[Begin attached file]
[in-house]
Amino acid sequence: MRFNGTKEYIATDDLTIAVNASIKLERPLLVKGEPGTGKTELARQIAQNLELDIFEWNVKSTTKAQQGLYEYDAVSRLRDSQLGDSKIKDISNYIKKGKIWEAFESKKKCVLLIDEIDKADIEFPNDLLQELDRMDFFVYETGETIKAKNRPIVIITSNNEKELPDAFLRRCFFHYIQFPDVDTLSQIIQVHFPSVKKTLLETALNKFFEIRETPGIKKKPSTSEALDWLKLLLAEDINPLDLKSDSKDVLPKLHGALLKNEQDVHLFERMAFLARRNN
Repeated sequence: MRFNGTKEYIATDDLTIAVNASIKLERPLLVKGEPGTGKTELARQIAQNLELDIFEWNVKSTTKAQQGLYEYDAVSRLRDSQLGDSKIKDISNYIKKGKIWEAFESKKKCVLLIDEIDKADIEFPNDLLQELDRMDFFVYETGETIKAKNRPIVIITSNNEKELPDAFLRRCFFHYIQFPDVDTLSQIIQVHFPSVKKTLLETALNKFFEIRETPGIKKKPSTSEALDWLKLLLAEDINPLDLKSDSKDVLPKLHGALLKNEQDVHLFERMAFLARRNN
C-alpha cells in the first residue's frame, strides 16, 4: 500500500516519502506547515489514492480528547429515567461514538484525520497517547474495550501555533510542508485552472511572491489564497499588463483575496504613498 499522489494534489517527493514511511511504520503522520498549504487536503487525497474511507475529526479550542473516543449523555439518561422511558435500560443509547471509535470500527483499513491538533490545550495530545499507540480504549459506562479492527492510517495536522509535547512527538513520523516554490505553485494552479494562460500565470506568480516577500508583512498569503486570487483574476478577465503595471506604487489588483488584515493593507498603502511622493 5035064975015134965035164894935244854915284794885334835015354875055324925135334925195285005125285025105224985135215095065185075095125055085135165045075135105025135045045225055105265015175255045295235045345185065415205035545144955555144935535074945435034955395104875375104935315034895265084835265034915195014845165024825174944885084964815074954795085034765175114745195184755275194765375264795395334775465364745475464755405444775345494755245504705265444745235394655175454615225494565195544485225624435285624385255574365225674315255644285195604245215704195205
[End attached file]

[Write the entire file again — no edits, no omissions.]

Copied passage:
[in-house]
Amino acid sequence: MRFNGTKEYIATDDLTIAVNASIKLERPLLVKGEPGTGKTELARQIAQNLELDIFEWNVKSTTKAQQGLYEYDAVSRLRDSQLGDSKIKDISNYIKKGKIWEAFESKKKCVLLIDEIDKADIEFPNDLLQELDRMDFFVYETGETIKAKNRPIVIITSNNEKELPDAFLRRCFFHYIQFPDVDTLSQIIQVHFPSVKKTLLETALNKFFEIRETPGIKKKPSTSEALDWLKLLLAEDINPLDLKSDSKDVLPKLHGALLKNEQDVHLFERMAFLARRNN
Repeated sequence: MRFNGTKEYIATDDLTIAVNASIKLERPLLVKGEPGTGKTELARQIAQNLELDIFEWNVKSTTKAQQGLYEYDAVSRLRDSQLGDSKIKDISNYIKKGKIWEAFESKKKCVLLIDEIDKADIEFPNDLLQELDRMDFFVYETGETIKAKNRPIVIITSNNEKELPDAFLRRCFFHYIQFPDVDTLSQIIQVHFPSVKKTLLETALNKFFEIRETPGIKKKPSTSEALDWLKLLLAEDINPLDLKSDSKDVLPKLHGALLKNEQDVHLFERMAFLARRNN
C-alpha cells in the first residue's frame, strides 16, 4: 500500500516519502506547515489514492480528547429515567461514538484525520497517547474495550501555533510542508485552472511572491489564497499588463483575496504613498 499522489494534489517527493514511511511504520503522520498549504487536503487525497474511507475529526479550542473516543449523555439518561422511558435500560443509547471509535470500527483499513491538533490545550495530545499507540480504549459506562479492527492510517495536522509535547512527538513520523516554490505553485494552479494562460500565470506568480516577500508583512498569503486570487483574476478577465503595471506604487489588483488584515493593507498603502511622493 5035064975015134965035164894935244854915284794885334835015354875055324925135334925195285005125285025105224985135215095065185075095125055085135165045075135105025135045045225055105265015175255045295235045345185065415205035545144955555144935535074945435034955395104875375104935315034895265084835265034915195014845165024825174944885084964815074954795085034765175114745195184755275194765375264795395334775465364745475464755405444775345494755245504705265444745235394655175454615225494565195544485225624435285624385255574365225674315255644285195604245215704195205